We’ve certainly lost count of all the environmental toxins which are in some way linked to the development of cancer. It seems easier to ignore the potential problem. I did that for many years, with an “I’m just living my life” attitude.
Since my husband was diagnosed with Non-Hodgkin’s Follicular Lymphoma in 2019, I’ve practiced more curiosity regarding environmental toxins. I’ve learned that lymphoma is often considered a cancer of toxicity and that all environmental toxins have the potential to damage our cell’s mitochondria in some way.
Damage to our mitochondria, the energy-producing organelles found in cytoplasm of our cells, can lead to DNA damage, leaving us more susceptible to cancer. And the unfortunate fact is that in our modern world, toxins are just about everywhere that people are on the earth, and even some places they are not.
This realization can leave us with a paralyzing sense of overwhelm, or it can spark our curiosity.
- What toxins are we most exposed to?
- Where are they showing up in our lives and environment?
- What can we do to limit our exposure?
We can’t eliminate our toxin exposure completely, but we can take steps to reduce it without stress.
Since pesticides/herbicides in general, and glyphosate, in particular, are so prevalent in our food and water systems, let’s begin there. A recently released study by the CDC shows that the 80% of the urine samples taken from over 2300 men, women and children showed detectable traces of glyphosate, the active ingredient in herbicides used around the world, such as Round-Up™ 80%! (1)
I find it helpful to take a simple two-pronged approach to environmental toxins, again, focusing on curiosity rather than judgement and despair.
Where and how am I being exposed to this toxin?
What steps can I take right now to minimize or eliminate my exposure to this toxin?
What steps might I consider taking in the future? (if they entail more preparation or money.
The main exposure we have to glyphosate is through Round-Up™, the world’s bestselling herbicide. Round-Up™ commonly used in gardens and agriculture and on golf-courses and school fields. It shows up in our water. It’s not really an exaggeration to say that it’s everywhere. A non-selective herbicide, glyphosate is used on both food crops and non-food crops areas.
Exposure to glyphosate has increased considerably since 1997 when Round-Up Ready ™ GMO crops were introduced. These crops, which include corn and soybeans, have been genetically modified to tolerate glyphosate. (2)
Glyphosate is also sprayed on wheat and other staple crops approximately two weeks before harvest to desiccate it or dry it out, making it easier to harvest. Researchers estimate that this practice has doubled the US population’s exposure to glyphosate. (3)
While researchers, courts, and cancer patients continue to debate the carcinogenic effects of glyphosate, it is important to note the courts have found in favor of some cancer patients who have brought suit against Monsanto (NB Bayer bought Monsanto in 2018) and in a couple of cases, have found in favor of Monsanto/Bayer. (4)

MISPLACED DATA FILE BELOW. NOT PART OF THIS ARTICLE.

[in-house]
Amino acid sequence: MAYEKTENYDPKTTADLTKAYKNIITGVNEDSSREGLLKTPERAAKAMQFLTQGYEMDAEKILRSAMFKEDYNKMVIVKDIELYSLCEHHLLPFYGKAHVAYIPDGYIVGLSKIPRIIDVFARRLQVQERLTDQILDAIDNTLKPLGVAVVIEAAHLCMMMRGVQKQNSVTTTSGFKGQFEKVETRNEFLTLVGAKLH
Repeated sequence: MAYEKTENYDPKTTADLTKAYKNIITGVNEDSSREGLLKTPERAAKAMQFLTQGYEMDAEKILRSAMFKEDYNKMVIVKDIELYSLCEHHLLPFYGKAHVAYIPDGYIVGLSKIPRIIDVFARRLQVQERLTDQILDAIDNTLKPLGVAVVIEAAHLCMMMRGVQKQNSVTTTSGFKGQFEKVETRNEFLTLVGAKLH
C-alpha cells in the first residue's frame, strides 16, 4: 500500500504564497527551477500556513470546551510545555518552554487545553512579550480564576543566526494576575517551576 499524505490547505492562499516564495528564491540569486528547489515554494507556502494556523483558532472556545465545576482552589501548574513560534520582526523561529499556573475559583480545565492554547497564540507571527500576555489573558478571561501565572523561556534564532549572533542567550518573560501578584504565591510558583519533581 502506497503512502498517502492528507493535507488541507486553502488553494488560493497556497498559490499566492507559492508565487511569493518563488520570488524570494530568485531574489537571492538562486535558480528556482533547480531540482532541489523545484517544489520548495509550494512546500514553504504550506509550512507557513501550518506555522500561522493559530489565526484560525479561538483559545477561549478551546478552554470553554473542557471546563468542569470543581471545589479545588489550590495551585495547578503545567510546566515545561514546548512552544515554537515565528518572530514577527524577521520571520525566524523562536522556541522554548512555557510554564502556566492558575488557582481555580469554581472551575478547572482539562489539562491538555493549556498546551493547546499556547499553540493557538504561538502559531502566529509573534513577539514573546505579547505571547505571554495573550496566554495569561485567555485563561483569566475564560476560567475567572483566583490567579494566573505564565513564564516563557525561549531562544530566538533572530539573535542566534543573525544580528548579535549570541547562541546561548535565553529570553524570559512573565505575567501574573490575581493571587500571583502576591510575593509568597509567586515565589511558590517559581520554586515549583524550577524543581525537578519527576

For a deep dive into the science and effects of glyphosate, visit the website of Stephanie Seneff, PhD, a brilliant MIT scientist who has done much research and has written the book, “Toxic Legacy, How the Weedkiller, Glyphosate is Destroying Our Health and the Environment.” Her conclusions are not for the faint of heart, but her research is fascinating.
What Can We Do to Limit our Exposure to Glyphosate?
- Buy non-GMO food.
- Even better, buy organic food, which is non-GMO.
- Wash you fruits and vegetables well.
- Avoid processed food, much of which is made from crops sprayed with glyphosate.
- Use natural weedkillers in your garden.
My weed-killer formula:
Mix in a spray bottle:
- 8 cups white vinegar
- 1 cup Epsom salt
- 2 Tbsp Dawn dishwashing liquid
If you’re feeling brave, you can talk to your neighbors about their use of Round-Up™. It’s been around for so long, and its use is so widely accepted as safe, that most people don’t give it a second thought. I have a colleague who successfully petitioned her son’s school to cease the use of glyphosate, citing the effects it has on children’s health.
If you golf, consider the toxicity of the sport and take precautions: Golf shoes come off before entering the house and stay outside or in the garage. Clothes are changed and washed immediately after coming indoors.
If we’re all exposed to environmental toxins, why do some people develop cancer and others do not?
This is a great question and one which, I guarantee you, people with cancer ask. Why me?
Cancer is a complicated disease with many causes, and while a burden of toxins may be a major contributing factor to someone’s cancer, there may be other causes as well, other factors which damaged the cell’s mitochondria, and thus, their DNA.
Genetics could be a factor. Many people have genetic SNPs (single nucleotide polymorphisms) which make it more challenging to detoxify these toxins. The good news is that even with these SNPs, the body can be supported through good nutrition and lifestyle habits. That is the hopeful study of epigenetics, which you can read about here.
Whatever the reason, the goal is to reduce exposure to toxins such as glyphosate to preserve the health of our cell’s mitochondria.
Curiosity instead of overwhelm. Increase your awareness and take imperfect action. Every small step in the direction of supporting your body is a positive one!
Gillam, Carey, ‘Disturbing’: weedkiller ingredient tied to cancer found in 80%of US urine samples, The Guardian, July 9, 2022
Goguen, David, J.D., Round-Up Cancer Lawsuits
Glyphosate Used as Desicant Doubles Human Consumption, The Cornucopia Institute